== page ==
The 2012-2016 Massachusetts Cancer Plan is a strategic plan to reduce the cancer burden in our state. All aspects of the cancer continuum are addressed, including prevention, early detection and screening, survivorship, treatment, palliation, and end-of-life care, as well as such cross-cutting issues as advocacy and community engagement, eliminating disparities, research, and surveillance. The Plan’s strategies are intended to direct collective efforts toward specific and measurable objectives that will reduce the cancer burden.
- 2012 – 2016 Comprehensive Cancer Prevention and Control Plan for Massachusetts file size 6MB file size 1MB
Specific goals of the Plan are as follows. Click each section for further details.
- Reduce the impact of cancer across the Commonwealth while simultaneously eliminating cancer health disparities and promoting health equity in Massachusetts.
- Advocate for actions and resources among government, elected officials, and communities as well as providers, insurers, patients, and families to reduce the burden of cancer, particularly where disparities and inequities exist.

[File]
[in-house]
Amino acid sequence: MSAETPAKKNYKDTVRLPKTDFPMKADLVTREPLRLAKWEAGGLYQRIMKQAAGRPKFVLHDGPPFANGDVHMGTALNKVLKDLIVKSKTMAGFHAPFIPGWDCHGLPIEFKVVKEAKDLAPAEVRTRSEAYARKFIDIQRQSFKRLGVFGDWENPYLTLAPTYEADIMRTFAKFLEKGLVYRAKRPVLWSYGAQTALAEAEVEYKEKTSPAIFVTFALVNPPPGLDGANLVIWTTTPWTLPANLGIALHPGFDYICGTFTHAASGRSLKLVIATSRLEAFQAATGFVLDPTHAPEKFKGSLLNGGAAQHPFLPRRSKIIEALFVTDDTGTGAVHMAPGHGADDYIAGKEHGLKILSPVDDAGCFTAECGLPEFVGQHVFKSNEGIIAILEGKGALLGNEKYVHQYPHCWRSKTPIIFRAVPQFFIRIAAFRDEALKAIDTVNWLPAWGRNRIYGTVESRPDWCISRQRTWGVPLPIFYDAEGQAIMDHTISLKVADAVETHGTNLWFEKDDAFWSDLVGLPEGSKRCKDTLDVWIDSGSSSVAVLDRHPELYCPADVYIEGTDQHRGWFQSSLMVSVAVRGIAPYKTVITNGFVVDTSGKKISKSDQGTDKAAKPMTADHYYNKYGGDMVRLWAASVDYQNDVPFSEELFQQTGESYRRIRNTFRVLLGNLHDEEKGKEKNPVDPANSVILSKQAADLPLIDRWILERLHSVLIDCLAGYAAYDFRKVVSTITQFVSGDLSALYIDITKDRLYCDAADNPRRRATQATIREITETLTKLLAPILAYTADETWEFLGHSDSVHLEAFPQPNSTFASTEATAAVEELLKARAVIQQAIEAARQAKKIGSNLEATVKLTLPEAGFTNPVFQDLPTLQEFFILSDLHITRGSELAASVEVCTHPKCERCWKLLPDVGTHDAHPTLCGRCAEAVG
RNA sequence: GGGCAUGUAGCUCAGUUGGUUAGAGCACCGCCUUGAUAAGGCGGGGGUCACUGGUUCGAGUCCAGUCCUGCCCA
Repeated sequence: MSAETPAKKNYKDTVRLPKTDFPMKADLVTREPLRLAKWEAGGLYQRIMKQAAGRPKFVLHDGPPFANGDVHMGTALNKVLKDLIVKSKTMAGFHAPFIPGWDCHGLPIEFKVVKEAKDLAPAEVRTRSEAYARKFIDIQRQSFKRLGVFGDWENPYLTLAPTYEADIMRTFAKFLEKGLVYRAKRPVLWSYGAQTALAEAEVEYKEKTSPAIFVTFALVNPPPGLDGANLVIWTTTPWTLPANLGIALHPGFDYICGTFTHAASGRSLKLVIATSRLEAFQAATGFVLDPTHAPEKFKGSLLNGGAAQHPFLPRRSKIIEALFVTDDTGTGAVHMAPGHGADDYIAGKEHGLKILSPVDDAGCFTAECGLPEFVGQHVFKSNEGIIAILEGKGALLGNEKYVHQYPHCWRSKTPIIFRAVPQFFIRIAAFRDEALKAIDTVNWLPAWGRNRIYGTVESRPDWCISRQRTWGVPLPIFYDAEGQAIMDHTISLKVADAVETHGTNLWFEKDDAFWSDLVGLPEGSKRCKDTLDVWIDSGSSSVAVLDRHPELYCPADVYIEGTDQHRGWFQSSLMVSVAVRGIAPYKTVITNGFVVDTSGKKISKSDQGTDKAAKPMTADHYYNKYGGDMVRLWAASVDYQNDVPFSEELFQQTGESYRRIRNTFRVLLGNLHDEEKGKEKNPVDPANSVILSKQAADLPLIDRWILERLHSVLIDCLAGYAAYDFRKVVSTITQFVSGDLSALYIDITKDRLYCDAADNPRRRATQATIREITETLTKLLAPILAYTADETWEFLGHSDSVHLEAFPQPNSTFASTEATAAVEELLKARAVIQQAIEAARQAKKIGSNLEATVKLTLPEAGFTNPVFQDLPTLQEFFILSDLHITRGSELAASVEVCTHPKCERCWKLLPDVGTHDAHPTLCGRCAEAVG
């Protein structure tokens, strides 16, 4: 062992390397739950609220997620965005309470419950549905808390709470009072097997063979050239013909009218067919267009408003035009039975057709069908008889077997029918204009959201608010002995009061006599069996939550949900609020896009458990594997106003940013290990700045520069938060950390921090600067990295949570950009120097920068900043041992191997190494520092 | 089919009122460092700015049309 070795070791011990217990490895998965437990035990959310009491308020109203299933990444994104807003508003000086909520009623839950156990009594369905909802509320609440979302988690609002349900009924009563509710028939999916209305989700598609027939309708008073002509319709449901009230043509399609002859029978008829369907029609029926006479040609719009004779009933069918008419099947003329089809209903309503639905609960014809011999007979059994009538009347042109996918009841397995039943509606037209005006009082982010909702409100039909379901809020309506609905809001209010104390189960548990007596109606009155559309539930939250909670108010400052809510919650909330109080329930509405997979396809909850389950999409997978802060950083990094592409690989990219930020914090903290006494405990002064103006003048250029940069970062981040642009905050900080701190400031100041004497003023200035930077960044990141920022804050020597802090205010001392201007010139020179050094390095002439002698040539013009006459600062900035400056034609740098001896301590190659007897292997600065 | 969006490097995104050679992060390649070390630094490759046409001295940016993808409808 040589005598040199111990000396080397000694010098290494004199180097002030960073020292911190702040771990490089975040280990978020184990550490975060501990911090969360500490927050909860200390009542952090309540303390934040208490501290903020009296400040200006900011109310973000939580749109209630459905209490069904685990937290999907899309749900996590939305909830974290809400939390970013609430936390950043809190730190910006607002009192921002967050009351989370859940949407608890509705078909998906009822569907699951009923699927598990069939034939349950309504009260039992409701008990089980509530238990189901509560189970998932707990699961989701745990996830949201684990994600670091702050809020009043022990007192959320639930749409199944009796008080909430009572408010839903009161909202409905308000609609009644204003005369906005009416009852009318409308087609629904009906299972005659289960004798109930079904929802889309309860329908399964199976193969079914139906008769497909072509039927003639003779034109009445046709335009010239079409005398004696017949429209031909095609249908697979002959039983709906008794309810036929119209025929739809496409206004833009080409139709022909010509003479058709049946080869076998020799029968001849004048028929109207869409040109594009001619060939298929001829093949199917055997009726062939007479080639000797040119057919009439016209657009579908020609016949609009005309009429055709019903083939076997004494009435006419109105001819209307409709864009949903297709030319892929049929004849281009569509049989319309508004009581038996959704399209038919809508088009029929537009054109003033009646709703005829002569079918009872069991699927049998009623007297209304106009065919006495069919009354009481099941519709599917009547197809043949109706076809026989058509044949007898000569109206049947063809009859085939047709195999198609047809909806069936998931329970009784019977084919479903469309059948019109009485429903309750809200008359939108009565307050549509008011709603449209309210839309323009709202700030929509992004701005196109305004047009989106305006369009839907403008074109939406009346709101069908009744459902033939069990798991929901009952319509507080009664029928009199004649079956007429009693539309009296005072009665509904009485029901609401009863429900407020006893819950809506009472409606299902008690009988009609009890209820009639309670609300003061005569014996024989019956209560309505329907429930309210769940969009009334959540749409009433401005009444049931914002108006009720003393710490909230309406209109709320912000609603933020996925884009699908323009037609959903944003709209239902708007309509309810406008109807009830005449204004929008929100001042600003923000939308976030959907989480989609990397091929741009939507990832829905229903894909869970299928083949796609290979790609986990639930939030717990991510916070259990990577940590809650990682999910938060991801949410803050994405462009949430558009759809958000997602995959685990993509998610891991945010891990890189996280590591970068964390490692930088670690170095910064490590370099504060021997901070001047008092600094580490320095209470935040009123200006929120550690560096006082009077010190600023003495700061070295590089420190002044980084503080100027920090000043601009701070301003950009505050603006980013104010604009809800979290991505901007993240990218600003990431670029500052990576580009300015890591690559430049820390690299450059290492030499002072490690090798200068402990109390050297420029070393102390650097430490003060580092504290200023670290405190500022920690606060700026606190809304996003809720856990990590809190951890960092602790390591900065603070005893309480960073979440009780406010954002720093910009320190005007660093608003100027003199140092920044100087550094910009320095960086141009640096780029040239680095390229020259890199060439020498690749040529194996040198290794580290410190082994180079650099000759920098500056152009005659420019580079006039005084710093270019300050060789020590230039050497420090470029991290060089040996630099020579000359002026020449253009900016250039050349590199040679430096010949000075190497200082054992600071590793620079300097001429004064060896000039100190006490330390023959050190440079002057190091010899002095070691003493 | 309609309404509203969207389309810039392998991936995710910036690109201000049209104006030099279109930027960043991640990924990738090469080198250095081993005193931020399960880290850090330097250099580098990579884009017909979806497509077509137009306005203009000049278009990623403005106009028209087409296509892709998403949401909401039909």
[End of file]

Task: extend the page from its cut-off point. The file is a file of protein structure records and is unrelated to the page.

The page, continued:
- Create and sustain environments that support the prevention of cancer.
- Promote behaviors, activities, and policies that reduce the risk of cancer
- Ensure screening for those cancers where strong evidence-based guidelines for screening currently exist.
- Increase informed decision making about cancer screening for cancers for which there is emerging evidence of effectiveness.
- Improve the overall experience and quality of life of all Commonwealth residents who are living with, through, and beyond cancer.
- Ensure that all Commonwealth residents have equal and timely access to cancer information, treatment, and clinical trials that are based on nationally recognized best-practice standards.
- Ensure that Massachusetts residents who have been diagnosed with cancer can access appropriate palliative care as needed throughout course of cancer treatment and after treatment ends.
- Ensure that all Commonwealth residents have access to quality end-of-life care.
This information is provided by the Comprehensive Cancer Prevention and Control Network.